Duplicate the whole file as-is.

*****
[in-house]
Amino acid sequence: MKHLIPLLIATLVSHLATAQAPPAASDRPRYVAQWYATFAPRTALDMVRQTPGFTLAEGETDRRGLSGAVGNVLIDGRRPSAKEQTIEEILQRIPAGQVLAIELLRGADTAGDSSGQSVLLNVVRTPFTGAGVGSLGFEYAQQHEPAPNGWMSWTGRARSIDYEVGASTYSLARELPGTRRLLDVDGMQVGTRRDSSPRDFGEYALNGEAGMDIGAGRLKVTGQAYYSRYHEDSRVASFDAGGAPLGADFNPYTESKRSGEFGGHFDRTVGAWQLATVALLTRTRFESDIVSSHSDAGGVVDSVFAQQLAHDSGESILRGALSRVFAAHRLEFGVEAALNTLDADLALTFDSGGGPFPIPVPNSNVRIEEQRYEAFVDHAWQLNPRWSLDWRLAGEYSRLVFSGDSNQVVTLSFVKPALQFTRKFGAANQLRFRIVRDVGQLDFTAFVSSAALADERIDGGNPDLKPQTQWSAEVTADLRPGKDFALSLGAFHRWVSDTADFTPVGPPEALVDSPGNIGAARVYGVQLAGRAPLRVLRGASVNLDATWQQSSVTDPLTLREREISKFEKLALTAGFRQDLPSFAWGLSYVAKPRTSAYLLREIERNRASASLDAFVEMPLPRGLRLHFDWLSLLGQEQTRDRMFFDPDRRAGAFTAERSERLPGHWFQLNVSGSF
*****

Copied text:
[in-house]
Amino acid sequence: MKHLIPLLIATLVSHLATAQAPPAASDRPRYVAQWYATFAPRTALDMVRQTPGFTLAEGETDRRGLSGAVGNVLIDGRRPSAKEQTIEEILQRIPAGQVLAIELLRGADTAGDSSGQSVLLNVVRTPFTGAGVGSLGFEYAQQHEPAPNGWMSWTGRARSIDYEVGASTYSLARELPGTRRLLDVDGMQVGTRRDSSPRDFGEYALNGEAGMDIGAGRLKVTGQAYYSRYHEDSRVASFDAGGAPLGADFNPYTESKRSGEFGGHFDRTVGAWQLATVALLTRTRFESDIVSSHSDAGGVVDSVFAQQLAHDSGESILRGALSRVFAAHRLEFGVEAALNTLDADLALTFDSGGGPFPIPVPNSNVRIEEQRYEAFVDHAWQLNPRWSLDWRLAGEYSRLVFSGDSNQVVTLSFVKPALQFTRKFGAANQLRFRIVRDVGQLDFTAFVSSAALADERIDGGNPDLKPQTQWSAEVTADLRPGKDFALSLGAFHRWVSDTADFTPVGPPEALVDSPGNIGAARVYGVQLAGRAPLRVLRGASVNLDATWQQSSVTDPLTLREREISKFEKLALTAGFRQDLPSFAWGLSYVAKPRTSAYLLREIERNRASASLDAFVEMPLPRGLRLHFDWLSLLGQEQTRDRMFFDPDRRAGAFTAERSERLPGHWFQLNVSGSF